There's a passage in Ray Bradbury's 1957 fantasy novel, "Dandelion Wine", that has always haunted me.
The grandfather character of Bradbury's protagonist, 12-year-old Douglas Spaulding, is referred to reverently by the kids on the block as a "living time machine". When the old man spun his colorful memory stories while rocking on the family's front porch, the boy traveled back in time with the old man, too.
I personally know two living time machines that have been a part of my life since birth. (I am sure you know one or two time machines just like them.)
My 95-year-old mother and 97-year-old father are an amazing time-travelling couple.
Approaching the century mark, they live, independently, in the 1956 suburban Pennsylvania house where I grew up. In a sense, their household is a living time machine, too, even though I now know the days there are dwindling down to a precious few.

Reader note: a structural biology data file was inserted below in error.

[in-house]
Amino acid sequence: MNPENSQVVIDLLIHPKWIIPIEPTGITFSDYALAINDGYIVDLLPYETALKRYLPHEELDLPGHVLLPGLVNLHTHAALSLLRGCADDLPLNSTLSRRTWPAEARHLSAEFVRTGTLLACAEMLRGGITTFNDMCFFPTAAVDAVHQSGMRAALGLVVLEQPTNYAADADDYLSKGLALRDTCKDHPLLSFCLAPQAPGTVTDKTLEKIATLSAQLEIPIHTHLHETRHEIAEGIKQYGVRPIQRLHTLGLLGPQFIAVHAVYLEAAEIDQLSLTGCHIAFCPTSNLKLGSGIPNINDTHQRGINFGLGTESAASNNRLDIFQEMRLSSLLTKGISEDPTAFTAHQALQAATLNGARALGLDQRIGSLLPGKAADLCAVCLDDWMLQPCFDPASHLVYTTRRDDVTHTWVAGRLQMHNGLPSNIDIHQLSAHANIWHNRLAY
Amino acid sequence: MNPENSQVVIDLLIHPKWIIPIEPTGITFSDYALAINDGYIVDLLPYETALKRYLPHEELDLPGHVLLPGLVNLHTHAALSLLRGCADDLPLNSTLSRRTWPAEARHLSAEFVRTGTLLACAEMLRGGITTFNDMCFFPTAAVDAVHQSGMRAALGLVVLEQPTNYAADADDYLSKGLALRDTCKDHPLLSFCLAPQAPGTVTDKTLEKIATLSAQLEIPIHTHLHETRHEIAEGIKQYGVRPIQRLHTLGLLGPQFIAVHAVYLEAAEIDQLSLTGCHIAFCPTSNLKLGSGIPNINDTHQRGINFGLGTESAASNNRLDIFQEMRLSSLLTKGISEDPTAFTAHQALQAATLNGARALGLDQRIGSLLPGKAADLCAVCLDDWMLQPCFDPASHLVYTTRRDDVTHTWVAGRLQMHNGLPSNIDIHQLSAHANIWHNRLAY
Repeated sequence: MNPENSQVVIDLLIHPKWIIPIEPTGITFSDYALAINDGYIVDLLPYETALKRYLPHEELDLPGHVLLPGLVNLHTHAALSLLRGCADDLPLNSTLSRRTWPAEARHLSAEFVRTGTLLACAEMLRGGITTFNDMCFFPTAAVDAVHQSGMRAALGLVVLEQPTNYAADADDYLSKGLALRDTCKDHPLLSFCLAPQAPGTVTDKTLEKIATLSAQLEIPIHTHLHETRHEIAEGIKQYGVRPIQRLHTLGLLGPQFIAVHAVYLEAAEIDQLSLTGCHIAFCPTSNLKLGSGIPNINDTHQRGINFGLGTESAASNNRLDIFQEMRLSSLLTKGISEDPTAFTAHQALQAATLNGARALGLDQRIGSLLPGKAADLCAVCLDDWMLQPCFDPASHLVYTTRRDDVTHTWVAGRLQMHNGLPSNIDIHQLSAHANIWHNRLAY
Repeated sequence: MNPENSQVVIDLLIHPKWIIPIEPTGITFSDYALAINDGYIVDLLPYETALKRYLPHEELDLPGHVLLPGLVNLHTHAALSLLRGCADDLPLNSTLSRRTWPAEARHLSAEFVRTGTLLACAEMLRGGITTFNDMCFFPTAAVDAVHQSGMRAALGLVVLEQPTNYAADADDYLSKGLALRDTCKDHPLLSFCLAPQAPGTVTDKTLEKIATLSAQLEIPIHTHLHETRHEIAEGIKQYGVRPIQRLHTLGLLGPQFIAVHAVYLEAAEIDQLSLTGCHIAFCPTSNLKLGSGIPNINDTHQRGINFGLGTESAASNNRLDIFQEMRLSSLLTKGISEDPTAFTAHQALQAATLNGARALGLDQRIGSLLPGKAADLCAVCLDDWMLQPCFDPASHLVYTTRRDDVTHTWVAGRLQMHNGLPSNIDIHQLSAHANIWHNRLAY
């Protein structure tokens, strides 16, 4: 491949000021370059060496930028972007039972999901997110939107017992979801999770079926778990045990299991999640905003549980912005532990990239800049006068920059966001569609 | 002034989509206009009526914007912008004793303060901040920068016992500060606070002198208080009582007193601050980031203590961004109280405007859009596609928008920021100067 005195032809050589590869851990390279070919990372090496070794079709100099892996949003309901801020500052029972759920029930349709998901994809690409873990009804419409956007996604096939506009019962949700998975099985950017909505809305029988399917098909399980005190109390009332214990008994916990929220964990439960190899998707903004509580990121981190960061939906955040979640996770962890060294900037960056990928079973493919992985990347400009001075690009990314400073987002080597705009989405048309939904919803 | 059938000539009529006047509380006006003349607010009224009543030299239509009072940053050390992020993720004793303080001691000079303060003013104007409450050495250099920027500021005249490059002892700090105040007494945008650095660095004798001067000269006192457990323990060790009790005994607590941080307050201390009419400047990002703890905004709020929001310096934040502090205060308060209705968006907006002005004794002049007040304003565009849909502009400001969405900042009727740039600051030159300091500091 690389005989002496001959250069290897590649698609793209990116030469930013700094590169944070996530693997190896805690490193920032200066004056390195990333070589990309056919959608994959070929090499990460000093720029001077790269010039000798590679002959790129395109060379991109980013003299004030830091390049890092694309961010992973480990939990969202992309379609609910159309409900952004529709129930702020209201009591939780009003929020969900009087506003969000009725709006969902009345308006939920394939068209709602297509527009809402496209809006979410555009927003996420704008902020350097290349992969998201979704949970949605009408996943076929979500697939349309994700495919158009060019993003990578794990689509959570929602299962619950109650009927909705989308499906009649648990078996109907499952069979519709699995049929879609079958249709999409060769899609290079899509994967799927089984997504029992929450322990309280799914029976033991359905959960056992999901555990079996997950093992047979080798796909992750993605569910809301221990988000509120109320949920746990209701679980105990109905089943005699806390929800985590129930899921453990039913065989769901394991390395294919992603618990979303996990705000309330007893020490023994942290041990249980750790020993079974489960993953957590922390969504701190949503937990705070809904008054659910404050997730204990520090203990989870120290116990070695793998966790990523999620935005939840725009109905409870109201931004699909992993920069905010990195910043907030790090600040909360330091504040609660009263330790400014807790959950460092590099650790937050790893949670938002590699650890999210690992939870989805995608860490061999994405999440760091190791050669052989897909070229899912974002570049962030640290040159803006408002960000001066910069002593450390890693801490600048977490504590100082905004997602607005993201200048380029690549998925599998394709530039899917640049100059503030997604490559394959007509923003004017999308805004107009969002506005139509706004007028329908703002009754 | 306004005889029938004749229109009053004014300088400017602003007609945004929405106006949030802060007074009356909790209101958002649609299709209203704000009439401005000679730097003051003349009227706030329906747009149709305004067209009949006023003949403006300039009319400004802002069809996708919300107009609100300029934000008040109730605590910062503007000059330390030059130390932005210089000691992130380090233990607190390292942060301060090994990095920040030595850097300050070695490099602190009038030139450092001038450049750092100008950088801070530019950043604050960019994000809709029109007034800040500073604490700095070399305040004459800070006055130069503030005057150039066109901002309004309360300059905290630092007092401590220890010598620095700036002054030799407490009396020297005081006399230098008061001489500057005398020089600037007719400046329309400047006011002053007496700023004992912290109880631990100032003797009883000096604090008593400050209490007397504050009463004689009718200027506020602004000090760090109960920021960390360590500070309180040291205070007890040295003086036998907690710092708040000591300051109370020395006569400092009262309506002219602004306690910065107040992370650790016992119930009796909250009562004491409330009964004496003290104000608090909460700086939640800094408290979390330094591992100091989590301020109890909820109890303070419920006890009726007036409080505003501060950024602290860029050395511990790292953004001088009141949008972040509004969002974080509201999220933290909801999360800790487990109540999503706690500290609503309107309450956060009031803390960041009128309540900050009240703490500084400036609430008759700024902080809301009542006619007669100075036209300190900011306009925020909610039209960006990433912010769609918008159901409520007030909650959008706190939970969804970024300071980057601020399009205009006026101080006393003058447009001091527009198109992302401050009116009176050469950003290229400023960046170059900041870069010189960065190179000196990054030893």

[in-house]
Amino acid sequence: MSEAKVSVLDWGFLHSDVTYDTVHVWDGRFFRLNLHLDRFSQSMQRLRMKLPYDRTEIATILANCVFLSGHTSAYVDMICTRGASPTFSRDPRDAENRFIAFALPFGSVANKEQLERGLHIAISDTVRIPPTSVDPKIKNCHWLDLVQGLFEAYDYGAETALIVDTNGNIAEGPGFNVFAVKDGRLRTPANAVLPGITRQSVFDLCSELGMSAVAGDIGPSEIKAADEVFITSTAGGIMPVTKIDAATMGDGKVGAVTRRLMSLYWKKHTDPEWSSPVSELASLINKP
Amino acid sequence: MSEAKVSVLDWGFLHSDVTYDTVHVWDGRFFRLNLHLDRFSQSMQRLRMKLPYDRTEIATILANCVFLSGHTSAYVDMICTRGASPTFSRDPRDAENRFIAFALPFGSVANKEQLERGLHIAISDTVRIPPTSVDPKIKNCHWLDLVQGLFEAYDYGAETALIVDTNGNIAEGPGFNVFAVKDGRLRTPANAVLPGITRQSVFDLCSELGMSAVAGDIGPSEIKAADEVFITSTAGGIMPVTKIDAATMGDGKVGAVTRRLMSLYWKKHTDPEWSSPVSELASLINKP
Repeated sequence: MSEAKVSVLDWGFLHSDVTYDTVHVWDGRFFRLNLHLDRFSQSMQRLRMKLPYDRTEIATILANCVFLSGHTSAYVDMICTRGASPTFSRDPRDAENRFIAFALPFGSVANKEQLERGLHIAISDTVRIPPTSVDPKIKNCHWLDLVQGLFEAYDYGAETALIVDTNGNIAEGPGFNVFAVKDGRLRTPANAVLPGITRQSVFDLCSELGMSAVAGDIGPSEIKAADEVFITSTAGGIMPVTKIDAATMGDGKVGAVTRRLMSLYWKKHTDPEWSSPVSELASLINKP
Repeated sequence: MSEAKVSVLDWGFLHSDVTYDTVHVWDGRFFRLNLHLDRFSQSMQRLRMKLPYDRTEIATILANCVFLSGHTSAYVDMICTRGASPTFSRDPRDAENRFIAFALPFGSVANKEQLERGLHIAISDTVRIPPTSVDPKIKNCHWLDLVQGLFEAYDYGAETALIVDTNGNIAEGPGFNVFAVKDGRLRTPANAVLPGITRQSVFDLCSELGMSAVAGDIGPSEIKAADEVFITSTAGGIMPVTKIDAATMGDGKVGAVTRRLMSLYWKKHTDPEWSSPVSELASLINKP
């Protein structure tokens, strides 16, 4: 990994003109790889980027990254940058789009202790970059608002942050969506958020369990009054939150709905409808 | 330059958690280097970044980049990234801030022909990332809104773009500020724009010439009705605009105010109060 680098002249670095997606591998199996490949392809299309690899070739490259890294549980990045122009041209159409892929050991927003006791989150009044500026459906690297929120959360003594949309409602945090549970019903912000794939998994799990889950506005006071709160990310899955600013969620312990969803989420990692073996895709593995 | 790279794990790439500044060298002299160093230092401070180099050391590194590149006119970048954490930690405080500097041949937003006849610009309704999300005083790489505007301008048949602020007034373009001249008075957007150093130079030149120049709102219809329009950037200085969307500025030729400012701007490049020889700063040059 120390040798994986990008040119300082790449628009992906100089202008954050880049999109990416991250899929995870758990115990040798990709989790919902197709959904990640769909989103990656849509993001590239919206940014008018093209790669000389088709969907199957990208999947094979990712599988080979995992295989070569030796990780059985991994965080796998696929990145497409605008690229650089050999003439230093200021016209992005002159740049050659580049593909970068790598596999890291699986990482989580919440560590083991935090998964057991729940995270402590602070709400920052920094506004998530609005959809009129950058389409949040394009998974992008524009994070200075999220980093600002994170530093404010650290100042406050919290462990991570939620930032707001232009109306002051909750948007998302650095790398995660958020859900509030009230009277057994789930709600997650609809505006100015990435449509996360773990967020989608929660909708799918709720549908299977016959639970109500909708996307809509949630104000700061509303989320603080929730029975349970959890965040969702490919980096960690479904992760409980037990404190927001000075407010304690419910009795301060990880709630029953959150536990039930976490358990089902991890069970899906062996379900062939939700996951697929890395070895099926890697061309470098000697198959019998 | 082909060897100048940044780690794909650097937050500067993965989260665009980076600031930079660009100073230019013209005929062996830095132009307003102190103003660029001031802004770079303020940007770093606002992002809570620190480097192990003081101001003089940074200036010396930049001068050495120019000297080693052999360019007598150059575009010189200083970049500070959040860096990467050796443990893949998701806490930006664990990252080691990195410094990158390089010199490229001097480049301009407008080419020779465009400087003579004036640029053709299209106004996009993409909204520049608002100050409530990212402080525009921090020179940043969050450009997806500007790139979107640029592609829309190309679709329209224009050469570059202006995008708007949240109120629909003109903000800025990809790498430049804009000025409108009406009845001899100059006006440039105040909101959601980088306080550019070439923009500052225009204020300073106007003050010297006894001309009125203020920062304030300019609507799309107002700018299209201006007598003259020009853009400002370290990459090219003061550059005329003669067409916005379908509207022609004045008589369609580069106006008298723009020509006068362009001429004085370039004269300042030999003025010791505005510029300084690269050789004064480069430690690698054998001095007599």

While my father sleeps more and has suffered a physical setback in the past year, he's still sharp as a tack; he reads several books a month and passes them on to me. Interestingly, he was pictured on the front page of the local newspaper-mowing the grass with his old-fashioned reel-lawnmower during an August heatwave a few years ago. Well, that's my old man-tough and old fashioned; "conservative" in all the meaningful, valued ways of the definition.
My father, born during the month and year the Great War exploded in Europe, has strong memories going back to the early 1920s-from having met U.S. Army veterans of both the U.S. Civil War and World War I to having seen Babe Ruth play baseball and shaking the hand of a man who shook the hand of President Abraham Lincoln.
When I talk with my father and mother, the world of the 1920s, '30s, and '40s comes alive.